Britt: So, Deano is the owner of Wrangler Studios. He started it in December 2012, before starting Wrangler he studied music and sound engineering. He started mixing friends gigs in warehouses and just realised how much he really loves mixing music and wanted to start his own venue. He jumped on Gumtree, met with the owner and saw the blank, office space as something so much more. It started off just having parties and BYO shows. Jayden Roy (our booker) started booking more all-ages shows, and then over time, developed into a very special space for all ages. We're the only space in Melbourne that's a DIY volunteer-run space, specifically for kids to be able to learn and enjoy live music. We have a studio out the back, We try to keep it super cheap, and even use it to record the live shows, providing the recordings to bands free of charge.

Gabby: I mentioned Wrangler to my business partner and the band manage and they all had the fondest memories of going there when they were 14 or 15. I think for them, it was like the first venue that they were able to go and see live music and really somewhat prompted their own music.

Britt: It’s heartwarming, to be honest. It's genuinely the best thing I've ever done in my life. I run the canteen .I make toasties, bake cookies and make coffee and just make sure everybody's hydrated. We have a venue dog named Oslow. He’s a beautiful smiley boy that just brings so much positive energy. It's just really lovely because we see kids that play their first gigs when they're 12, and then we see them when they're 16, and then we see them at their favourite bands shows. We all develop these friendships, just watching them grow up. Having the kids volunteer at Wrangler, being able to learn so much. We give them access to opportunities; they can support their favourite bands, We help them record their first EP and be able to really teach them the etiquette of the music industry, in a way. Don't be a douchebag to people, how to really communicate with a sound engineer to get the sound you like, and how to set up the stage. It is a very open and inclusive place, and we make sure everyone is comfortable.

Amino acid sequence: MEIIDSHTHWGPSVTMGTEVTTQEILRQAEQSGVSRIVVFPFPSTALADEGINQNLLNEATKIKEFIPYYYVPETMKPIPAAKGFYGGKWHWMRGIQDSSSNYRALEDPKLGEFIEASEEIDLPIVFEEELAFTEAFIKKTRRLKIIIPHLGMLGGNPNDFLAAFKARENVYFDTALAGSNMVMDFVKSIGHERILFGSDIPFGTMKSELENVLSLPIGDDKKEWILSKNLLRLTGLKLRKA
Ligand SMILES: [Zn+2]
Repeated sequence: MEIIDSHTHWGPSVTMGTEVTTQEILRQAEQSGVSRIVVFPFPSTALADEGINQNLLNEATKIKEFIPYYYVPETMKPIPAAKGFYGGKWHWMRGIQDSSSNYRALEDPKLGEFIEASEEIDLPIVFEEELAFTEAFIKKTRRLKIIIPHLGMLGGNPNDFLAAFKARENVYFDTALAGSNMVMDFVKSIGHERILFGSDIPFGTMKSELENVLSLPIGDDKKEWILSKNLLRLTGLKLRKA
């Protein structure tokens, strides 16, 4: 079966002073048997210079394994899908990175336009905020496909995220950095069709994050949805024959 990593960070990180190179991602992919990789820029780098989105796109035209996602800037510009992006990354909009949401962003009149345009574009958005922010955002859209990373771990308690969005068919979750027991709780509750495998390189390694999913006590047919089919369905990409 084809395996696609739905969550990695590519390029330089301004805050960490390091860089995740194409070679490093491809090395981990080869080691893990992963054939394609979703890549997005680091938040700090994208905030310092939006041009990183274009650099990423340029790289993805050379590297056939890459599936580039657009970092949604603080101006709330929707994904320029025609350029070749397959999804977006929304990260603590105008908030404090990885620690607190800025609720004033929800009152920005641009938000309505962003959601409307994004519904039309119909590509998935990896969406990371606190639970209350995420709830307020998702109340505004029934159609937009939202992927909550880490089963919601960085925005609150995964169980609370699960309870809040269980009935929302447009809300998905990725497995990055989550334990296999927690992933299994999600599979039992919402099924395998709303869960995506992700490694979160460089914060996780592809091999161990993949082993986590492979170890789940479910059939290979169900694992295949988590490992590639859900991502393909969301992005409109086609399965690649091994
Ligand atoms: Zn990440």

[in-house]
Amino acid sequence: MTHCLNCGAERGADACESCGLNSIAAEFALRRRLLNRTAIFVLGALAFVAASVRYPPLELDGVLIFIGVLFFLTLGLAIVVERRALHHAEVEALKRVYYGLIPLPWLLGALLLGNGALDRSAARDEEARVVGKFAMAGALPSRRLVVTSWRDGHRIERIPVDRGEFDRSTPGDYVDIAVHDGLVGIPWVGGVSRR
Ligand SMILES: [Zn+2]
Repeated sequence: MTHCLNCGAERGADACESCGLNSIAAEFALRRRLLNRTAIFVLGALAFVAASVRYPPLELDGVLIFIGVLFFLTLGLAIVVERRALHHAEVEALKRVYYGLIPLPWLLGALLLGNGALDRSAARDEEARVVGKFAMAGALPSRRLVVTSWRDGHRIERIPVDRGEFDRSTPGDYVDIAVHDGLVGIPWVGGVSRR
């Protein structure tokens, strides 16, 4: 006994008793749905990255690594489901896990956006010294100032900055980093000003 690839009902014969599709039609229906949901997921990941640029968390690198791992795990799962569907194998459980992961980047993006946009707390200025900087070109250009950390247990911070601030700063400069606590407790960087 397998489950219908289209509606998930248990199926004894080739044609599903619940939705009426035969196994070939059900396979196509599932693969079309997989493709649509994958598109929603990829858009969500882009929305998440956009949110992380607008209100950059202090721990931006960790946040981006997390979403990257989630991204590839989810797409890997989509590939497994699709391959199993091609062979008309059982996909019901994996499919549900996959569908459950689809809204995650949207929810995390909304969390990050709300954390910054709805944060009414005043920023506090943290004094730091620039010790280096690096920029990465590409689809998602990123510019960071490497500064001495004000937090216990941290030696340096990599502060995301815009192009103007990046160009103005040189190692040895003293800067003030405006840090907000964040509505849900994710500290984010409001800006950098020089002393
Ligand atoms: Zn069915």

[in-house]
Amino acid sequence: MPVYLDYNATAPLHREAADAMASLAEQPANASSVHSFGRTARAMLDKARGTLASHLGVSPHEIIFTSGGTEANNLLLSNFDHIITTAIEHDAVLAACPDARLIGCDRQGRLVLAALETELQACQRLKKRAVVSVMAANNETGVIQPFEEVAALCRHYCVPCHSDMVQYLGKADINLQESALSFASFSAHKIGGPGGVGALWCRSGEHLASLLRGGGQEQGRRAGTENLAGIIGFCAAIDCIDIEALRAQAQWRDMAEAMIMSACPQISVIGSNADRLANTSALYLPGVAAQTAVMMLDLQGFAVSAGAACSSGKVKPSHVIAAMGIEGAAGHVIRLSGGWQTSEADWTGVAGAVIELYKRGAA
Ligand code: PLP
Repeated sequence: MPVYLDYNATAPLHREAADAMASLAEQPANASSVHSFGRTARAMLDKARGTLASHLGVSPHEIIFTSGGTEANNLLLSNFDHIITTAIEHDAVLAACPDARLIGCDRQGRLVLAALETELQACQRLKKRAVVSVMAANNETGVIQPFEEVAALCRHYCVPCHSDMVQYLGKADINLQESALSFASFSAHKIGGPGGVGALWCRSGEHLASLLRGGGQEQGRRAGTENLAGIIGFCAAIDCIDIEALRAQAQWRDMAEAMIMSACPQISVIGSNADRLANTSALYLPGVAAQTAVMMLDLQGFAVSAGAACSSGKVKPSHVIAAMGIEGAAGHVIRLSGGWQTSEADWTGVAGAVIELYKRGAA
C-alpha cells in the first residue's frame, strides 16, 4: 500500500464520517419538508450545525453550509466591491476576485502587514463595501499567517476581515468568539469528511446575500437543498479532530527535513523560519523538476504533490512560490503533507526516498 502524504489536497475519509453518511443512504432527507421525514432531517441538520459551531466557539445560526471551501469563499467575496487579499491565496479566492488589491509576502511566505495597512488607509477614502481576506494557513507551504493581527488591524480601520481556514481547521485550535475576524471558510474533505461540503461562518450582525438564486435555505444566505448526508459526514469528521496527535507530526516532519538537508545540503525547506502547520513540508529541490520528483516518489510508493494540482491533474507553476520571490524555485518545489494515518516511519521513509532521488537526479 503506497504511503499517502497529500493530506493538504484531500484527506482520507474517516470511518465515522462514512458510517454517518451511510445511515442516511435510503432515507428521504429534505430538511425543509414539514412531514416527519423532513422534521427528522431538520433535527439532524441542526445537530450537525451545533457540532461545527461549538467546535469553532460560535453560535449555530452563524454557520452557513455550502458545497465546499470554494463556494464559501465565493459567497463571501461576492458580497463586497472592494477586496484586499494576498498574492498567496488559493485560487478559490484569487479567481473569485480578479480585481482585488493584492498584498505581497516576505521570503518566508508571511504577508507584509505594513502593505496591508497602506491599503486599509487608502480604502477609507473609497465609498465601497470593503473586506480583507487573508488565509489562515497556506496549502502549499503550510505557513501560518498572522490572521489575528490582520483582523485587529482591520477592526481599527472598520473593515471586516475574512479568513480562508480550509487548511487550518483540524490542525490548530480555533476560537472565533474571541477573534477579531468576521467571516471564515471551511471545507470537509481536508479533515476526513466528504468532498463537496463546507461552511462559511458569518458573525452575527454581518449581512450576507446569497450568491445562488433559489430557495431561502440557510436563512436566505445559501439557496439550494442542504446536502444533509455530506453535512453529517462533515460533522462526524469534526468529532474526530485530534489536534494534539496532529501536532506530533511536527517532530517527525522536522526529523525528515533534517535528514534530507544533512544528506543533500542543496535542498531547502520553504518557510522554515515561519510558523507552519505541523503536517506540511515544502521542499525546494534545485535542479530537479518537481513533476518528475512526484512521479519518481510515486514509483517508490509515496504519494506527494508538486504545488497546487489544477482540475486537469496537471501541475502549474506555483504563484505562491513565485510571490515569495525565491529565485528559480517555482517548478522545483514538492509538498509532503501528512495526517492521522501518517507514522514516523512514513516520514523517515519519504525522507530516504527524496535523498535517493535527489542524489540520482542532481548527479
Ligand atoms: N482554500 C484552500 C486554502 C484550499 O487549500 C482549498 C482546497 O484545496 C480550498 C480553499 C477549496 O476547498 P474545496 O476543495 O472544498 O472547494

Chantelle: With Deano, because he did the sound when we did the gigs every weekend, he's the most welcoming and like Britt was saying if you get nervous on the stage, he's the best sound guy because he’ll talk you through it if you get stuck and is really, really helpful. I think for these kids it's a great introduction to what you've got to do when you eventually go into other gig spaces.

Britt: Yeah, Deano has been teaching guitar for over 10 years to kids. He's really intuitive when it comes to people skill level, and being able to make it relatable/easy to learn.

Gabby: It's so important to have all-ages gigs and just really inclusive spaces because it really reinforces that music is like such a great space to be in and younger people should get into it if they're passionate about it. It’s so great that it's in the west too, the west is so great.